[swift-evolution] Pitch: Omit deprecation warnings for same-file references
tony.allevato at gmail.com
Mon May 8 17:34:23 CDT 2017
On Fri, May 5, 2017 at 4:00 PM Xiaodi Wu <xiaodi.wu at gmail.com> wrote:
> The reason I suggest this is that the most consistent boundary with the
> rest of Swift is the module. I don't doubt that some may wish to deprecate
> features even for some subset of internal users, but it seems plainly
> obvious to me that the more common scenario will be deprecating for public
> consumption only.
Normally I'd agree with this—I tend to think caring too much about access
control beyond internal/external API boundaries is a bit too fine-grained.
Since you're presenting scenarios in which it might make sense to have
> scope-based or file-based deprecation, then more fine tuning would be the
> answer. Without that, I'd argue the default ought to be what I call "public
> deprecated." The within-a-module use case should be the later addition.
After seeing some of the considerations from other folks who replied in the
thread, I've come around to your suggestion that more fine-tuning is the
best approach moving forward.
The case for deprecate-externally-but-not-internally was made well (a
library has to maintain conformances to/constraints against deprecated
protocols throughout their module and wants to do so without build noise,
even if the protocols are deprecated externally). Likewise,
deprecated-everywhere as a refactoring tool can be a boon to developer
productivity. So, thanks to those who replied with those use cases—that's
the kind of feedback I was looking for. :)
Protocol buffers (and more generally, many code-generation use cases) pose
a unique kind of problem where deprecated-outside-of-the-file/scope is
valuable. Deprecate-externally isn't helpful here because of the nature of
how Swift modules and Xcode play together—until Xcode supports static
libraries with Swift code, users who want to package something like
protobufs are going to generate that code into the same module as the rest
of their app's code. This would make deprecated-externally unable to filter
out the warnings that I want to ignore inside the generated code itself.
So I'm happy to update my draft to define how this would look based on your
strawman syntax, but I imagine that it's now getting past the point of
"easy to implement by me or someone else in the Swift 4 timeframe" so I'll
put it on the back burner for the time being.
> On Fri, May 5, 2017 at 17:15 Tony Allevato <tony.allevato at gmail.com>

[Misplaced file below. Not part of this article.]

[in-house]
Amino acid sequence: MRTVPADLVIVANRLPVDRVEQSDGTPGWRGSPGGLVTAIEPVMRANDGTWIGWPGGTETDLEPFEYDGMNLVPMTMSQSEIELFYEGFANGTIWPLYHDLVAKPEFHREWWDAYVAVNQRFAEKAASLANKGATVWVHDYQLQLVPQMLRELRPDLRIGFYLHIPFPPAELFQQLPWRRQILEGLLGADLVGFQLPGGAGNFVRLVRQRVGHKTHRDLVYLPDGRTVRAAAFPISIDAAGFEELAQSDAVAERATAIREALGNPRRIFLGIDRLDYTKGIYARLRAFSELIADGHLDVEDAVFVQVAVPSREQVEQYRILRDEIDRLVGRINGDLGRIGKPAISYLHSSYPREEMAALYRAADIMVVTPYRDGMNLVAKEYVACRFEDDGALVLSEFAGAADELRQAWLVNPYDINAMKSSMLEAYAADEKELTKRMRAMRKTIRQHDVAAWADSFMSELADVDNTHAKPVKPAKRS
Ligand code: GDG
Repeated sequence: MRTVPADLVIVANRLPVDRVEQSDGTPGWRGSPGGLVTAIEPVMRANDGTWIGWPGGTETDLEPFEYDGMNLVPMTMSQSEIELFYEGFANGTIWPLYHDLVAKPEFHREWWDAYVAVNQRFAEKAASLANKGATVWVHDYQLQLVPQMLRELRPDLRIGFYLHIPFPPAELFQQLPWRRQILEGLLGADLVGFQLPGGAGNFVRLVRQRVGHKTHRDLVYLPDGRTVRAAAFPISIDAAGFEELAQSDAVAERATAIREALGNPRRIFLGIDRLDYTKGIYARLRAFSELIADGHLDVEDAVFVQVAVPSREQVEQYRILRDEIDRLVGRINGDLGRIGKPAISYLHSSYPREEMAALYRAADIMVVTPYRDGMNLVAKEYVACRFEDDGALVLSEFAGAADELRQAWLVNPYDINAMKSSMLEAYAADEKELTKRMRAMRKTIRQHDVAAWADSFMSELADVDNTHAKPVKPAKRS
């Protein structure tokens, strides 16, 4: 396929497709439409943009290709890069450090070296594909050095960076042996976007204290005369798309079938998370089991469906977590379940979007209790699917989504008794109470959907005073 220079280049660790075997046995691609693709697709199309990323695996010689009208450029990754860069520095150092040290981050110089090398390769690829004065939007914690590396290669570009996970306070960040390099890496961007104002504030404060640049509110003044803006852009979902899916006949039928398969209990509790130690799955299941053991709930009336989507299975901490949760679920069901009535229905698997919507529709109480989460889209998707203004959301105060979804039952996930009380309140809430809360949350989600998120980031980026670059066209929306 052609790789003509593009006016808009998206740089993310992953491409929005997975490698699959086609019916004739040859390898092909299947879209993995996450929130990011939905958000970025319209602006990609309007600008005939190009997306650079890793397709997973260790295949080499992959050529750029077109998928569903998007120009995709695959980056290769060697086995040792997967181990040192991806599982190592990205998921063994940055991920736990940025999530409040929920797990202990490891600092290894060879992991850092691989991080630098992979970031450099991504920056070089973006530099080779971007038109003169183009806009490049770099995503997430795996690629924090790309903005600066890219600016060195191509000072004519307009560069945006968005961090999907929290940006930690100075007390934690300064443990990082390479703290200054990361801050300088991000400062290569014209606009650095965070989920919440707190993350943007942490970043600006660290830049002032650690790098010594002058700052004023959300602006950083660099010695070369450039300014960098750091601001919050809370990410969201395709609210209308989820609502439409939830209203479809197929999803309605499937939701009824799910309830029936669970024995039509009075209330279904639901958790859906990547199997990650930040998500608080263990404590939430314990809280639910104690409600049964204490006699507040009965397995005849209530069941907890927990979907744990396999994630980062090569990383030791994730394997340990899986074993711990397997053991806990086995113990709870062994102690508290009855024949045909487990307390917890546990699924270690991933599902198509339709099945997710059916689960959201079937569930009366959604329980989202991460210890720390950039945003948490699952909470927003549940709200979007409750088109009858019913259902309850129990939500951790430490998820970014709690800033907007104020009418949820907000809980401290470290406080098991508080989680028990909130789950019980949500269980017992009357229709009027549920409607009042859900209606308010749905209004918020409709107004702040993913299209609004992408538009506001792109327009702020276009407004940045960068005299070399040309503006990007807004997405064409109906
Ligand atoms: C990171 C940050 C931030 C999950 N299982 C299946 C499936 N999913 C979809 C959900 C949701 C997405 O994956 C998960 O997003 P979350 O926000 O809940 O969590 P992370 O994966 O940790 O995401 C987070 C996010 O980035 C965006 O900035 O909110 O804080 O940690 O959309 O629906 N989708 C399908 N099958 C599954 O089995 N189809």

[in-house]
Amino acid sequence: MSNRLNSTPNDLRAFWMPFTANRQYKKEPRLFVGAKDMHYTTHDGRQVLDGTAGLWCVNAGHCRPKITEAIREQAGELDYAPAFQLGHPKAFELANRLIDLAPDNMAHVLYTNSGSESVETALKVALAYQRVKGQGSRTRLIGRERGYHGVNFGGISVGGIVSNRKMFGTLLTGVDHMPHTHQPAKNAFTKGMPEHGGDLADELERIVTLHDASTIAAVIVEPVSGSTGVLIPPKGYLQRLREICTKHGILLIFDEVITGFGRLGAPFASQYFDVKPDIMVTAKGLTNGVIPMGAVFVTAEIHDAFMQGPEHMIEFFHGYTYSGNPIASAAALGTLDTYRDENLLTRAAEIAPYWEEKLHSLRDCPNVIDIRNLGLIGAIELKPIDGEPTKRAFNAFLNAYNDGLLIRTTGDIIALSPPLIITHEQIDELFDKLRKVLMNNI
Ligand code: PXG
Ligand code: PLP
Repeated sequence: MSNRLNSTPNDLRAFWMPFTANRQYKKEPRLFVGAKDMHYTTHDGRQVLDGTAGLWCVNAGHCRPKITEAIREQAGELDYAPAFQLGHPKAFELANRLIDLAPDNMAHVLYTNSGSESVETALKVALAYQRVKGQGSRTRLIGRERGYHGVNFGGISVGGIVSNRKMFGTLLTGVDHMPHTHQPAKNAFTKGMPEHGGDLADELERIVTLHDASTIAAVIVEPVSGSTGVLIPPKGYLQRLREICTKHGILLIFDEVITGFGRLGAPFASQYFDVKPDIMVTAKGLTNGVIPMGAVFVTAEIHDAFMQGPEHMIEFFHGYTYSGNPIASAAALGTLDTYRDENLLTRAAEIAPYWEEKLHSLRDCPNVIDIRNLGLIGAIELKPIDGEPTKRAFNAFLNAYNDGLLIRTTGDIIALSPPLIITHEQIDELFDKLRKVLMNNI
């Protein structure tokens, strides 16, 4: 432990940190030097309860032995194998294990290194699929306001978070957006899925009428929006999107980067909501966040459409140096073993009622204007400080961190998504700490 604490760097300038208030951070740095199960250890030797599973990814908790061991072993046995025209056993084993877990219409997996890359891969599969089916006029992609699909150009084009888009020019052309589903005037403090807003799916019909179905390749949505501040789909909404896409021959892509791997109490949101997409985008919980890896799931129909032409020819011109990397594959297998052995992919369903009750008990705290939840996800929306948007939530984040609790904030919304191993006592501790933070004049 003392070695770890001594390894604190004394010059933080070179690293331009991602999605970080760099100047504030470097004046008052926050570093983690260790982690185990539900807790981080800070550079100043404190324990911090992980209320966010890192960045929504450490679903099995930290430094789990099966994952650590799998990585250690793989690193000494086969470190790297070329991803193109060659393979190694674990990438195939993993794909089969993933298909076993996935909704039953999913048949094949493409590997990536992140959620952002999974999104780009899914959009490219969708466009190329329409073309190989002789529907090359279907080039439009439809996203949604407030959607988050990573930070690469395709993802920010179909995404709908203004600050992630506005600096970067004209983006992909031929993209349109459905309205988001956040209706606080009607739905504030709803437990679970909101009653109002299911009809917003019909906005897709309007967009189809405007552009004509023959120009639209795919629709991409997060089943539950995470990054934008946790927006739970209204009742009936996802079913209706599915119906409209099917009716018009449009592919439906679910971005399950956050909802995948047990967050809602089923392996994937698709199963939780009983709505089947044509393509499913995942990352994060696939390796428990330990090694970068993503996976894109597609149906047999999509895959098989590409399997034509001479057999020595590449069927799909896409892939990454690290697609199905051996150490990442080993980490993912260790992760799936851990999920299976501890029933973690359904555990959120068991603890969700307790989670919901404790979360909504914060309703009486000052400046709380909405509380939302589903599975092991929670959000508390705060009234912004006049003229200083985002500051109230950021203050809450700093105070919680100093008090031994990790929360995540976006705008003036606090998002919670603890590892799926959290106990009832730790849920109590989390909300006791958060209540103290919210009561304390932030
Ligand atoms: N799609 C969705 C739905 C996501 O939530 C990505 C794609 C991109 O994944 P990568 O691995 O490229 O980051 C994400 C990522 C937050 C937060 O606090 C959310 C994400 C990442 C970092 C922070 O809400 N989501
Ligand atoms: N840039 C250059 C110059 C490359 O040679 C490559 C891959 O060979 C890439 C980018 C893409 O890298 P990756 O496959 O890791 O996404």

>> I'm inclined to agree. I'm not opposed outright to that degree of
>> configurability but at the same time I wonder if the complexity is
>> needed—it feels like it's getting close to the "fine-tuned auditing" that I
>> argued against during the discussions about access control.
>> It could also be done additively later, if a significant amount of people
>> using the feature found that they did need it.
>> On Fri, May 5, 2017 at 3:09 PM BJ Homer <bjhomer at gmail.com> wrote:
>>> > On May 5, 2017, at 1:34 PM, Xiaodi Wu <xiaodi.wu at gmail.com> wrote:
>>> > Why guess as to which of these is appropriate? Couldn't you support
>>> the current and all variants of this behavior by allowing access modifiers
>>> on 'deprecated'?
>>> > * public deprecated: warning when used from a different module,
>>> behaves as though there's a public deprecated pass-through
>>> > * internal deprecated: warning when used from a different file
>>> > * fileprivate deprecated: warning when used from a different scope
>>> > * private deprecated: synonymous with deprecated for backwards
>>> compatibility, behaves like it does today
>>> > (No need for complicated parsing; SE-25 allows a higher nominal access
>>> modifier inside a lower one without warning, so it's fine to allow 'public
>>> deprecated' to decorate a private member with no effect.)
>>> I’m not opposed to more configurability like that. I worry it makes the
>>> feature more complicated and potentially delays the acceptance or
>>> implementation of this feature, though. If it’s easy to implement, though,
>>> then sure, I like that.
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